The second important aspect of successful feedback is whether you can speak to the other person’s best interest. If Phil seems deeply invested in having others understand his position, but his droning on about the subject turns others off, doesn’t he want to know? At Stanford, we say that “feedback is a gift.” When you convey that you are giving it not just because you are bothered but because it can help the other person, receptiveness is higher.
This approach helps you be more direct and eliminates the need for the feedback sandwich: “Phil, when you give me all this detail about your new idea, I start to feel overwhelmed and lost interest. You would have more influence with me if you could more quickly cut to the chase.”
Why Is It So Difficult?
Why don’t people use this approach to feedback as often as they should? Partly, it’s because of the mental model that such feedback is negative and hurtful. But it’s also due to the story we tell ourselves when somebody acts in ways that are annoying or puzzling. It is a natural tendency to try and understand others, and in doing so, we move from our area of expertise to what we don’t know.
We discussed three realities — the other person’s motives and intentions, their behavior, and the effect of their behavior on you. Think of a tennis net between the first and second reality. In tennis, you can’t play in the other player’s backcourt — but so often, when it comes to feedback, we are all over the other’s backcourt. We say, “You just want to dominate,” “You think your area is more important than others” or, “You think you know how to do everything.” No wonder such feedback causes defensiveness! In addition, it is a low-influence approach. All the other person has to say is, “No, I don’t,” and you are at an impasse.
Sticking with what you know — the observable behavior and the impact on you — creates less defensiveness and is indisputable. If you say, “Jane Anne, when you only talk about your ideas and ignore mine, as has occurred four times already, I feel discounted and resistant to your ideas,” Jane Anne can’t say, “No you don’t!” She would be over your net!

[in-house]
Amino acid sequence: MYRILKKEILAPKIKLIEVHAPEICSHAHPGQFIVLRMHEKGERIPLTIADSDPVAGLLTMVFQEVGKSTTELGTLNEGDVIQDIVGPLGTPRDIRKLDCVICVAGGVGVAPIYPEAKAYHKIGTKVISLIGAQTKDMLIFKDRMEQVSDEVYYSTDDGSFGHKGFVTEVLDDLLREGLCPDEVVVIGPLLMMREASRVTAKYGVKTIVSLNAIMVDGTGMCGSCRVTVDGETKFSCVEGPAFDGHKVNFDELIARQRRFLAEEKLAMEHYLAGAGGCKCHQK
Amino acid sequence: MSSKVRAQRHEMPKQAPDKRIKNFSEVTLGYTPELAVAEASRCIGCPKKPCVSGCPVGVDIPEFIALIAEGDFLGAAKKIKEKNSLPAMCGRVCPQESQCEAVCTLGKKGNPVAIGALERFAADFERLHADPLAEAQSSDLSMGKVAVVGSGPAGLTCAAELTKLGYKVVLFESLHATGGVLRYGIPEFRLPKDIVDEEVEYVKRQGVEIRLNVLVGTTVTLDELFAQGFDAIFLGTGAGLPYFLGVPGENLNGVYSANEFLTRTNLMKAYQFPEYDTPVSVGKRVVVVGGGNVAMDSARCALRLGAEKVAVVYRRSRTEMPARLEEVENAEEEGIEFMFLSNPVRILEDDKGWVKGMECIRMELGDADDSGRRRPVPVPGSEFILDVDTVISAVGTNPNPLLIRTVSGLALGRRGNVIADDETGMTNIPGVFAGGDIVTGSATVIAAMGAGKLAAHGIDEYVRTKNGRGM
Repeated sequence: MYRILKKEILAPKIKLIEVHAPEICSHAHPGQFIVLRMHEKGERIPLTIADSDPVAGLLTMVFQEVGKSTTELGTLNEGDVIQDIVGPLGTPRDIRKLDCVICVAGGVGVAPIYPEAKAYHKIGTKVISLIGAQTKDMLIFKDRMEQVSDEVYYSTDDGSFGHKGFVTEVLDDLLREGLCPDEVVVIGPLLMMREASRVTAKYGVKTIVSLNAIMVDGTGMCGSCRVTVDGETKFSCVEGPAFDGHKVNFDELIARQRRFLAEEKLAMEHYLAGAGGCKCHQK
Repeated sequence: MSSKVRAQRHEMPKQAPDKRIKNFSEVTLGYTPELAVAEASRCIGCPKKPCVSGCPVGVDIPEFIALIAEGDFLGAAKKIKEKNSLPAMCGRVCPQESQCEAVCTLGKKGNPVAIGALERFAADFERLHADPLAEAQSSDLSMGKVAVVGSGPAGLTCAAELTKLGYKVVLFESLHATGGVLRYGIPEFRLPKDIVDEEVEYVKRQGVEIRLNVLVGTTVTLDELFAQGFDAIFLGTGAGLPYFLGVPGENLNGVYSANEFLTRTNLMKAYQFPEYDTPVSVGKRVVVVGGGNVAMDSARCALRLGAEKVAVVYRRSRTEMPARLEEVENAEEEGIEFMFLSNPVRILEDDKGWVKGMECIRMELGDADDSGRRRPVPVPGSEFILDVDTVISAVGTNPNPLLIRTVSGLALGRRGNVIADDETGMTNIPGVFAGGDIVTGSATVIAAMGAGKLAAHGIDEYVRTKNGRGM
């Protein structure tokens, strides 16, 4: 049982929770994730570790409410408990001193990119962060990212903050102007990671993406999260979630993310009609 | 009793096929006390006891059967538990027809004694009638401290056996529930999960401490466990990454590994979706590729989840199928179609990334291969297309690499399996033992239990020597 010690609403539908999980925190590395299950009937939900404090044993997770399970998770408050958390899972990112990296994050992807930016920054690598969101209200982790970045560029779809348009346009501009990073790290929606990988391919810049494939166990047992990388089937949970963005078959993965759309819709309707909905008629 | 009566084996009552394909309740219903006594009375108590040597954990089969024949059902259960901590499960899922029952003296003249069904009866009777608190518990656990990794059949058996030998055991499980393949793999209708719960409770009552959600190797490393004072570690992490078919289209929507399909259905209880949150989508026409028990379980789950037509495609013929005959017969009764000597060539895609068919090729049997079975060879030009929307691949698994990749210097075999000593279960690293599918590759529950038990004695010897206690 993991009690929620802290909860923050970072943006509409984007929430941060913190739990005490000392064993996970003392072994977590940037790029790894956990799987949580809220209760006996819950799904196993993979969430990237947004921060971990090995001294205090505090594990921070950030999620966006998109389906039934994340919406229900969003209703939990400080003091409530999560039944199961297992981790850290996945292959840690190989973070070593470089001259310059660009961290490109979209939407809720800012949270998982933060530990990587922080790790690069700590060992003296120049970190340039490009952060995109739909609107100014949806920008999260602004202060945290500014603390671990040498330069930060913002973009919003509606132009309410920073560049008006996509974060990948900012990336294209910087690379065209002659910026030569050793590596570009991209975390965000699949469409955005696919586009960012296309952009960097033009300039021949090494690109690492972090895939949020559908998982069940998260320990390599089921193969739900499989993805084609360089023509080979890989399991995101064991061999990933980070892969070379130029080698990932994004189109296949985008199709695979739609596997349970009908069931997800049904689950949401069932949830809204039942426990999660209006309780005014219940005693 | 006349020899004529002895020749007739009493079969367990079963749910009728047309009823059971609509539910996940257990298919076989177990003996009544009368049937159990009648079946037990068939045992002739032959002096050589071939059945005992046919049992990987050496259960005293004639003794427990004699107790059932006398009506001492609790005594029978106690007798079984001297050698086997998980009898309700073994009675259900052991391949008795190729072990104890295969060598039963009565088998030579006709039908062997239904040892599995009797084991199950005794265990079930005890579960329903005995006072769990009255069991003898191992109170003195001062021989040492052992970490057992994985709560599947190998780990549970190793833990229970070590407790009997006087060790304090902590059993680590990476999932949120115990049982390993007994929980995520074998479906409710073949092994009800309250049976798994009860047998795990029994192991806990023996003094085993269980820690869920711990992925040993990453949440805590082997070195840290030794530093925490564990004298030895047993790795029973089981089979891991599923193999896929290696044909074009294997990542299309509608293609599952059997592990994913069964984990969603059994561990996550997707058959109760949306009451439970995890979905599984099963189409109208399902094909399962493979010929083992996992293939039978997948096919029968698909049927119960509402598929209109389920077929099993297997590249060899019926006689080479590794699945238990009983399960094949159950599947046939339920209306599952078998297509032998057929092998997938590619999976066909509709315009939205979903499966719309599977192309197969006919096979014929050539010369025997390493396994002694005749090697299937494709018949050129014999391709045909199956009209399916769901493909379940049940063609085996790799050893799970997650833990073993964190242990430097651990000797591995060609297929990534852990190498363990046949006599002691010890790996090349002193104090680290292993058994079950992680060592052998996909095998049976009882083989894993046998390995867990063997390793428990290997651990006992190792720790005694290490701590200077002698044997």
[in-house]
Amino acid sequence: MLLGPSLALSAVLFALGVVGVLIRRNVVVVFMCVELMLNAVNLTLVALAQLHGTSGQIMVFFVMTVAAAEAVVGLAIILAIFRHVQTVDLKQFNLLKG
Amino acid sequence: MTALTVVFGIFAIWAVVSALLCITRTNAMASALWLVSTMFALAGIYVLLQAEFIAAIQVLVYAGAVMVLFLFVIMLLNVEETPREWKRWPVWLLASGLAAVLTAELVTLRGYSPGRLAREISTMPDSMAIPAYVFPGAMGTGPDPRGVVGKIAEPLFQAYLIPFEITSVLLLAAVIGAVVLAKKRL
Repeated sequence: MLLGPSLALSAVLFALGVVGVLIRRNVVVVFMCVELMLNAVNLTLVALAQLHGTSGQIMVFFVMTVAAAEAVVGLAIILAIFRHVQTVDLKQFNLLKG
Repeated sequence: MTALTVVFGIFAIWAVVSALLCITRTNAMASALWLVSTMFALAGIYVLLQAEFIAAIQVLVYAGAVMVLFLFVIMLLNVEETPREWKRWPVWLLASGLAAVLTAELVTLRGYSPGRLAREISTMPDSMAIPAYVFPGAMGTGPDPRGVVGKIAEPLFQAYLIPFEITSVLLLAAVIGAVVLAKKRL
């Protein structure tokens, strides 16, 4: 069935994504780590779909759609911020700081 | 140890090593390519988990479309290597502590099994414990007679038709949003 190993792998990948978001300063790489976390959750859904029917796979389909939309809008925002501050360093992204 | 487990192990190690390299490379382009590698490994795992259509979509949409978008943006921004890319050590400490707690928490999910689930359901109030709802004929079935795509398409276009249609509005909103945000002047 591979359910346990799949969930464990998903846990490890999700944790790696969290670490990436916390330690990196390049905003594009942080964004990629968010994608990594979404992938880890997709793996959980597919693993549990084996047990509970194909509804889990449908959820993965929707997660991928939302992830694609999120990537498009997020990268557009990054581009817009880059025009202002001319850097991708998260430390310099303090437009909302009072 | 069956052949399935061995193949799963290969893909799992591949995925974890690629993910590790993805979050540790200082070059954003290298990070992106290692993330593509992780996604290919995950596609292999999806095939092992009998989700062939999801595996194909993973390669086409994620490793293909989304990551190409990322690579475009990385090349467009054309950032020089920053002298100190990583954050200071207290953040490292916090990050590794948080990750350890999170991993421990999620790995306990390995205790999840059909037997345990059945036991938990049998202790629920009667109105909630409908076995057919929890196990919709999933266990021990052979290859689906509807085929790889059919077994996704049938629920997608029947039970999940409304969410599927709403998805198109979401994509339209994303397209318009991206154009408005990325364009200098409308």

Another reason we don’t use this feedback model as successfully as we might is that we tend to understate the impact of others’ behavior. We might say that we are bothered, but often, there are many more impactful emotions. Emotions tell us how bothered or excited we are; there is a big difference between saying that we are “slightly ticket,” “annoyed” or “upset” and saying that we are “really mad.” Most people have too limited a catalog of feelings.
Starting a Conversation
In contrast to the feedback sandwich, the approach to feedback recommended here will help you respond productively when somebody is over the net. Instead of saying, “David, you just want to dominate!”, you can help David keep his defensiveness in check, so that he can say, “Wow, that’s not my intention [reality 1], but clearly I’m doing something that is giving you that impression [reality 2]. What am I doing?”
“Well, you interrupt a lot, and I resent that” (reality 3). With this response, you have pushed David back over the net to his court and turned an accusation into a learning experience.
Feedback starts a conversation. Each of us initially has only two out of the three realities. You can use this feedback model to move from accusation and defensiveness to sharing reality and engaging in joint problem-solving.